From the time Gabe DiSaverio was a little boy, he’s been obsessed with sharks. “I think one of the reasons for my fascination was that I spent summers on the North Fork of Long Island, not far from Montauk,” DiSaverio said, “and that was a major shark-fishing port.” Every Christmas he’d get a shark book or some other shark-related gift, and then, when he was 8 years old he finally got to see the blockbuster movie “Jaws” on TV and he felt like he’d died and gone to heaven. “I was fascinated,” DiSaverio said, “I wasn’t frightened — I was mesmerized.”
When he got older, DiSaverio toyed with the idea of going to the University of Miami and majoring in marine biology, where he could concentrate on studying sharks, but thought better of it, a decision he has minor misgivings about even today. Instead he went to Boston College and majored in business in order to make more money than a marine biologist. Still, sharks were always in the back of his mind, and one of the advantages of being at Boston College was that Martha’s Vineyard — Amity Island — was just a short drive away. “It was too expensive for a poor college kid to go down to the Vineyard in the summer,” DiSaverio said, but he’d go down in the winter, and then again after he graduated from school.
“I don’t think they had any ‘Jaws’ tours when I went down there,” DiSaverio said, “so I’d just ask the cab companies what drivers knew the most about ‘Jaws.’” DiSaverio’s favorite location by far was “Jaws Bridge,” a.k.a. the Big Bridge, the location of the famous “Michael is in the pond,” scene where Chief Brody’s son Michael (played by Vineyarder Chris Rebello, who died in 2000) went in the water when Jaws suddenly appears. DiSaverio took printouts from the movie with him when he visited the various locations, to compare what they looked like then and now. DiSaverio’s only regret about his early visits was that he went in the winter, so he never got a chance to dive off the bridge.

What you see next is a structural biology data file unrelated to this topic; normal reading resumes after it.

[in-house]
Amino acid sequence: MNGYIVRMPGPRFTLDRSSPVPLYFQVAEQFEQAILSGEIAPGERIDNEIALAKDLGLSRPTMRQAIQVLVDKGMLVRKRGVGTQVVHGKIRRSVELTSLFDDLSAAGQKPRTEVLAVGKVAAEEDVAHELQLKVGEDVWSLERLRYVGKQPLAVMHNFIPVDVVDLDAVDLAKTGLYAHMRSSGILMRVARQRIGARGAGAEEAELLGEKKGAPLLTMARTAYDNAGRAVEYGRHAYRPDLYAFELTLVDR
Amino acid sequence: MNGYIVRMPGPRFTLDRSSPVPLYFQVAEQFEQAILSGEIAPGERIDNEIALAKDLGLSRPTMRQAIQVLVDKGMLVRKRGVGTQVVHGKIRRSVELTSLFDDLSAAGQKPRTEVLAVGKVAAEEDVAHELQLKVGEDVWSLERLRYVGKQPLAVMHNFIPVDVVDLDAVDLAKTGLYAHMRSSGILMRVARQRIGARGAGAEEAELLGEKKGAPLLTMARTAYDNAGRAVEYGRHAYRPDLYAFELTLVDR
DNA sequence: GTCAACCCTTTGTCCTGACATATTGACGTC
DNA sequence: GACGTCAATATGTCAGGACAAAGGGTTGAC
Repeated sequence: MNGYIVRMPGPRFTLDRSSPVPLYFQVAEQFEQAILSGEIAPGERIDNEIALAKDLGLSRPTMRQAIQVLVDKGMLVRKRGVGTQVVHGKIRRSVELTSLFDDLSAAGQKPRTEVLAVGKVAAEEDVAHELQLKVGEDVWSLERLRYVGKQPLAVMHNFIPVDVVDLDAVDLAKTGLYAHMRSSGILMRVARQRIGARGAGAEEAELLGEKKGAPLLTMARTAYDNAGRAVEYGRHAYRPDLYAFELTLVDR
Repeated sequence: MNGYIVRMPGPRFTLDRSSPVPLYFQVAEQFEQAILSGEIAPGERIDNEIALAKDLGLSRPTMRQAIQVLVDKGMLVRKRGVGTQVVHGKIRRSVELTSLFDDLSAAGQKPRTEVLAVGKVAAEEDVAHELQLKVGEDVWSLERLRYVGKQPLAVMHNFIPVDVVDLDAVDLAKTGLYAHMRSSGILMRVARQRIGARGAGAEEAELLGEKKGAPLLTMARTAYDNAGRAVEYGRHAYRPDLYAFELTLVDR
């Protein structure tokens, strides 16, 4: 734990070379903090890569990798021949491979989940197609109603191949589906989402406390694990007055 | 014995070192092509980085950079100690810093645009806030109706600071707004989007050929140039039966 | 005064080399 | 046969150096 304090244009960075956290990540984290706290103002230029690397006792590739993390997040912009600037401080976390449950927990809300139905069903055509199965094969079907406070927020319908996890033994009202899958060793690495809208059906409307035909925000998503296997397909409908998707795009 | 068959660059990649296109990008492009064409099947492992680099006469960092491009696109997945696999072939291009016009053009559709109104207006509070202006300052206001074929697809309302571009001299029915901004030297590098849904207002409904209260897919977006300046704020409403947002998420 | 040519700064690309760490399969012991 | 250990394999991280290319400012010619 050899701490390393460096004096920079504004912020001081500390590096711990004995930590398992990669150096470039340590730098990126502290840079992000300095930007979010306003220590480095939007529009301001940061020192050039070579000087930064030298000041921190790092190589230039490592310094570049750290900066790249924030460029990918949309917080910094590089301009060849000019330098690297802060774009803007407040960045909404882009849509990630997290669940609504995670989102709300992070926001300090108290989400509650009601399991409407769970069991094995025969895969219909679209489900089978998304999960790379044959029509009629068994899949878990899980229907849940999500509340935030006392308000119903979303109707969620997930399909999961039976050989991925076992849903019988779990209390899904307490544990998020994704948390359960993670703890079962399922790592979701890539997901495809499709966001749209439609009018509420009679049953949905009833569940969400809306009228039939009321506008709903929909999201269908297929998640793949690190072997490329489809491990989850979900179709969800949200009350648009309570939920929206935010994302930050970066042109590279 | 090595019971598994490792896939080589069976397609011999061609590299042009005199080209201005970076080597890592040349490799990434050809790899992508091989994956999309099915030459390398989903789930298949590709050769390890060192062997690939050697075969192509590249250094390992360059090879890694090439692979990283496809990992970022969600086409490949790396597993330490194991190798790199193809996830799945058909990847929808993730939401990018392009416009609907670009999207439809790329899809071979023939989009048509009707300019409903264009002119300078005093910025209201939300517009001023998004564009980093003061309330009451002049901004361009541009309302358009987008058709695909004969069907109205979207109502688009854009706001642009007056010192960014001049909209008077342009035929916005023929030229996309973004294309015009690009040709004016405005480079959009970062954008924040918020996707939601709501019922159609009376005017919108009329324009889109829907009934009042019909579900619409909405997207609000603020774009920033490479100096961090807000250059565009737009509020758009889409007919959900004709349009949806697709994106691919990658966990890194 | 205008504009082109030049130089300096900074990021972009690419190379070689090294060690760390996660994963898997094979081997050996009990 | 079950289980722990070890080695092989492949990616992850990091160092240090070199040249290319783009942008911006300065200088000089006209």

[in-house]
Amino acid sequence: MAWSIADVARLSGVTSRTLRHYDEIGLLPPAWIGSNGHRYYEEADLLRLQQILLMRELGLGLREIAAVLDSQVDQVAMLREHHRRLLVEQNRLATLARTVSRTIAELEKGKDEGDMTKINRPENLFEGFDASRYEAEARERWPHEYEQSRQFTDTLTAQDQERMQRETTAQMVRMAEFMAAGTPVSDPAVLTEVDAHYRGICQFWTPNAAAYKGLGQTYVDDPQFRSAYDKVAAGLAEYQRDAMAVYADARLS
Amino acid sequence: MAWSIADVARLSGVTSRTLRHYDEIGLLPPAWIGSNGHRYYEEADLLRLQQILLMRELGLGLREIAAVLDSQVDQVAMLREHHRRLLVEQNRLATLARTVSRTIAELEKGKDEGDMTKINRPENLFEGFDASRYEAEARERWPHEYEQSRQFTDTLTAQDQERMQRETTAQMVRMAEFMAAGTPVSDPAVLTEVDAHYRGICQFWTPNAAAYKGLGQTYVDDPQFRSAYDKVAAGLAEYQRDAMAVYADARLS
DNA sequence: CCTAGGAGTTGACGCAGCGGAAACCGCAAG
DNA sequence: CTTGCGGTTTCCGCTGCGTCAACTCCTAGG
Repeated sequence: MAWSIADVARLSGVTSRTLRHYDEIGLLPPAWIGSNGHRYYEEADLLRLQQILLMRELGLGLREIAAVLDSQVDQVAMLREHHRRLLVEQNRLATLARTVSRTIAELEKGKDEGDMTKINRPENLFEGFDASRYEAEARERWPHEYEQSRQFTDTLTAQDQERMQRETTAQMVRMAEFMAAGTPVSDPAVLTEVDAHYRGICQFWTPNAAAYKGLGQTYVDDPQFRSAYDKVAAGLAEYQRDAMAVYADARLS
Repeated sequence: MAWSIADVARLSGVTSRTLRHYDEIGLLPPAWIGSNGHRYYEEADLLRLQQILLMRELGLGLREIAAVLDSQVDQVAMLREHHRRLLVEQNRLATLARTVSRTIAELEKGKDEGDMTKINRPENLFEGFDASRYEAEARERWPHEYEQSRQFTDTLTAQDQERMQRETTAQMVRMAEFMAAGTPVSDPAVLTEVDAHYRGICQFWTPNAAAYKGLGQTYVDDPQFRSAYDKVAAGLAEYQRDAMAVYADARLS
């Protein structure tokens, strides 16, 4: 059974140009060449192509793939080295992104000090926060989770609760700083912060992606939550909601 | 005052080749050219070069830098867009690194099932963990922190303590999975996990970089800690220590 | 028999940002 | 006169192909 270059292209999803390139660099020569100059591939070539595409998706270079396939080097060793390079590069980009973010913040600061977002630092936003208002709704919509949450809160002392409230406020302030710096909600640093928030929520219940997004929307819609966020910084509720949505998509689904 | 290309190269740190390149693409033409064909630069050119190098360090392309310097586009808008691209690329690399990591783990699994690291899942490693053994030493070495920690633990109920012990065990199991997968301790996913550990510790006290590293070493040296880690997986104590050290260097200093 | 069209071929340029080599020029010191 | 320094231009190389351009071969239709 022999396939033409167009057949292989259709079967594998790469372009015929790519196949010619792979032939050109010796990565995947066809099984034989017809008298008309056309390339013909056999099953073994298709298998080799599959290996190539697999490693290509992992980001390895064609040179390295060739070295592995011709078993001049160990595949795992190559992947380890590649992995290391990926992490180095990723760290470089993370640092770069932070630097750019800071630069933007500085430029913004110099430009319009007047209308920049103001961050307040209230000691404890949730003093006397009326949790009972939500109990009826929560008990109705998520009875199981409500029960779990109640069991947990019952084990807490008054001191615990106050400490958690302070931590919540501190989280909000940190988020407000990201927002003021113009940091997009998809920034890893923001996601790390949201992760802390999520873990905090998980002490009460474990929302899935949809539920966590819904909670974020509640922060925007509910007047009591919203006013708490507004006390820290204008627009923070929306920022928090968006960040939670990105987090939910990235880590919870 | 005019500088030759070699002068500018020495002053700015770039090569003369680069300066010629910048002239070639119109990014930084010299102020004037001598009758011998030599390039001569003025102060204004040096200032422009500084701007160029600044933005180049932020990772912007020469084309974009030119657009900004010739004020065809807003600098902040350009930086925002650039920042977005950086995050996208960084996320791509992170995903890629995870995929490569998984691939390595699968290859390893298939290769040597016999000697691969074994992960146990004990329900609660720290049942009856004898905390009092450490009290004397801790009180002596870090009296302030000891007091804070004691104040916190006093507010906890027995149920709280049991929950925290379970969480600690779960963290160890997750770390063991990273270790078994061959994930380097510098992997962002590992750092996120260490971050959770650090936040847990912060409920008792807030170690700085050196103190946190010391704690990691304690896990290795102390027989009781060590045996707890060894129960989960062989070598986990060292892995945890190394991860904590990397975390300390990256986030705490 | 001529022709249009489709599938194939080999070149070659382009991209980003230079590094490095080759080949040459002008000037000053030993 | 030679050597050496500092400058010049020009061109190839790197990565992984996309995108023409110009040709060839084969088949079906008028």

One of the greatest weekends of DiSaverio’s life was Jaws Fest 2012, held here on the Island. He told this reporter that he was like a kid in a candy shop. “Other than Steven Spielberg, Richard Dreyfuss, and Lorraine Gary — who played Chief Brody’s wife — just about everyone was there,” DiSaverio said. He remembers talking to and getting autographs from Susan Backlinie, who played Chrissie Watkins, the swimmer in the opening scene who became the first victim of Jaws, as well as Jeffrey Voorhees and Lee Fierro of the Vineyard, who played Alex Kintner and Mrs. Kintner. One of the most interesting and inspiring people DiSaverio met at Jaws Fest was Wendy Benchley, the wife of Peter Benchley, the author of “Jaws.”